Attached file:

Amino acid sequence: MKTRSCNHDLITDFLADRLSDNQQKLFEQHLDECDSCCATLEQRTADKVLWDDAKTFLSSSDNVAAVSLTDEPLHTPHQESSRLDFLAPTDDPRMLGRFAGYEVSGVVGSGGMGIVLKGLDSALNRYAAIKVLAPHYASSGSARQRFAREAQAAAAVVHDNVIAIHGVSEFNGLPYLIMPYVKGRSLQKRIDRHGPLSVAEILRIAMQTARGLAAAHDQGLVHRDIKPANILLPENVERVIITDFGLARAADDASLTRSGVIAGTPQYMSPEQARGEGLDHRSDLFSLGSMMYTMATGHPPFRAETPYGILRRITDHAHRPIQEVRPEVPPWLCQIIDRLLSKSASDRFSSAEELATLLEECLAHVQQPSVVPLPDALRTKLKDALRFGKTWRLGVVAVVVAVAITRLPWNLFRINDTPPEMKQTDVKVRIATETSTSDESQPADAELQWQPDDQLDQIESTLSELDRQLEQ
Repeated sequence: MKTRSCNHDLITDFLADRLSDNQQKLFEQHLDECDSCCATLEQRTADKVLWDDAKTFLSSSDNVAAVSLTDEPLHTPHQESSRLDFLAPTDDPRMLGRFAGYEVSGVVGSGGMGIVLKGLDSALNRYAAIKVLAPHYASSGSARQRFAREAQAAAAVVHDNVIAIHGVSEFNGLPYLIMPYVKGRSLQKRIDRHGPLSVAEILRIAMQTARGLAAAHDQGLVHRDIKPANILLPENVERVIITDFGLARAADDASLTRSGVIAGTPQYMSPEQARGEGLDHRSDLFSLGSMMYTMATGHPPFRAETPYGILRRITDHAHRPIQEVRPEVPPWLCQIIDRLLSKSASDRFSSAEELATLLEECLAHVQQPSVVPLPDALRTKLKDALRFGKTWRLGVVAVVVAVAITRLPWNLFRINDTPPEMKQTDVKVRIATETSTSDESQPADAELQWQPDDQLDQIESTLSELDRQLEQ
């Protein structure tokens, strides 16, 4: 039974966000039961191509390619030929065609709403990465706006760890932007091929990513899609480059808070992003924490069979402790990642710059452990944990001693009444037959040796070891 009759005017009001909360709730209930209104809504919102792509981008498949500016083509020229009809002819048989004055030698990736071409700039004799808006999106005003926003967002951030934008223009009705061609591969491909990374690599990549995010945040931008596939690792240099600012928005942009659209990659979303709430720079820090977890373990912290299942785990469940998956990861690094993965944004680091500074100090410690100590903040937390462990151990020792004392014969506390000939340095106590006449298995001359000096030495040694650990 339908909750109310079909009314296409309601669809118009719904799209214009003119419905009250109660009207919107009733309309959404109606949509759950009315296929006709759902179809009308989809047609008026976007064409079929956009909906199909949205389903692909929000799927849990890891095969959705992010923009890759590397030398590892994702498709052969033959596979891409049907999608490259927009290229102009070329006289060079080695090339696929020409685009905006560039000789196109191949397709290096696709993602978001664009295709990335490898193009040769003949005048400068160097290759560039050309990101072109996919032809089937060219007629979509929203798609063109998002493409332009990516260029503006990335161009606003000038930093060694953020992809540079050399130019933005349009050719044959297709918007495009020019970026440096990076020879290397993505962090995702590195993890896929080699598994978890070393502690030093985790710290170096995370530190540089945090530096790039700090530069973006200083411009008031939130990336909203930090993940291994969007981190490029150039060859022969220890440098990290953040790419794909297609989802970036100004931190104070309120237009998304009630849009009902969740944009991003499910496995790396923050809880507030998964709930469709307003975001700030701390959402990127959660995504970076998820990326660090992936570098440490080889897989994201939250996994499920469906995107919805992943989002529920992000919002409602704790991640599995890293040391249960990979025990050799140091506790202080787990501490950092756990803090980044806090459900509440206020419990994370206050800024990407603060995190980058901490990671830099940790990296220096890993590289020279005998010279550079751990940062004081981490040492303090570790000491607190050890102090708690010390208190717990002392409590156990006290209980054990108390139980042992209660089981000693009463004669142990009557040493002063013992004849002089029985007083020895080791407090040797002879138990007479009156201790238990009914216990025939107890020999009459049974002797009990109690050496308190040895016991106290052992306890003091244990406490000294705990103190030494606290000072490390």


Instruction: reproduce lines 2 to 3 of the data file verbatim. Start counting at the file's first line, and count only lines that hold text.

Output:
Repeated sequence: MKTRSCNHDLITDFLADRLSDNQQKLFEQHLDECDSCCATLEQRTADKVLWDDAKTFLSSSDNVAAVSLTDEPLHTPHQESSRLDFLAPTDDPRMLGRFAGYEVSGVVGSGGMGIVLKGLDSALNRYAAIKVLAPHYASSGSARQRFAREAQAAAAVVHDNVIAIHGVSEFNGLPYLIMPYVKGRSLQKRIDRHGPLSVAEILRIAMQTARGLAAAHDQGLVHRDIKPANILLPENVERVIITDFGLARAADDASLTRSGVIAGTPQYMSPEQARGEGLDHRSDLFSLGSMMYTMATGHPPFRAETPYGILRRITDHAHRPIQEVRPEVPPWLCQIIDRLLSKSASDRFSSAEELATLLEECLAHVQQPSVVPLPDALRTKLKDALRFGKTWRLGVVAVVVAVAITRLPWNLFRINDTPPEMKQTDVKVRIATETSTSDESQPADAELQWQPDDQLDQIESTLSELDRQLEQ
């Protein structure tokens, strides 16, 4: 039974966000039961191509390619030929065609709403990465706006760890932007091929990513899609480059808070992003924490069979402790990642710059452990944990001693009444037959040796070891 009759005017009001909360709730209930209104809504919102792509981008498949500016083509020229009809002819048989004055030698990736071409700039004799808006999106005003926003967002951030934008223009009705061609591969491909990374690599990549995010945040931008596939690792240099600012928005942009659209990659979303709430720079820090977890373990912290299942785990469940998956990861690094993965944004680091500074100090410690100590903040937390462990151990020792004392014969506390000939340095106590006449298995001359000096030495040694650990 339908909750109310079909009314296409309601669809118009719904799209214009003119419905009250109660009207919107009733309309959404109606949509759950009315296929006709759902179809009308989809047609008026976007064409079929956009909906199909949205389903692909929000799927849990890891095969959705992010923009890759590397030398590892994702498709052969033959596979891409049907999608490259927009290229102009070329006289060079080695090339696929020409685009905006560039000789196109191949397709290096696709993602978001664009295709990335490898193009040769003949005048400068160097290759560039050309990101072109996919032809089937060219007629979509929203798609063109998002493409332009990516260029503006990335161009606003000038930093060694953020992809540079050399130019933005349009050719044959297709918007495009020019970026440096990076020879290397993505962090995702590195993890896929080699598994978890070393502690030093985790710290170096995370530190540089945090530096790039700090530069973006200083411009008031939130990336909203930090993940291994969007981190490029150039060859022969220890440098990290953040790419794909297609989802970036100004931190104070309120237009998304009630849009009902969740944009991003499910496995790396923050809880507030998964709930469709307003975001700030701390959402990127959660995504970076998820990326660090992936570098440490080889897989994201939250996994499920469906995107919805992943989002529920992000919002409602704790991640599995890293040391249960990979025990050799140091506790202080787990501490950092756990803090980044806090459900509440206020419990994370206050800024990407603060995190980058901490990671830099940790990296220096890993590289020279005998010279550079751990940062004081981490040492303090570790000491607190050890102090708690010390208190717990002392409590156990006290209980054990108390139980042992209660089981000693009463004669142990009557040493002063013992004849002089029985007083020895080791407090040797002879138990007479009156201790238990009914216990025939107890020999009459049974002797009990109690050496308190040895016991106290052992306890003091244990406490000294705990103190030494606290000072490390």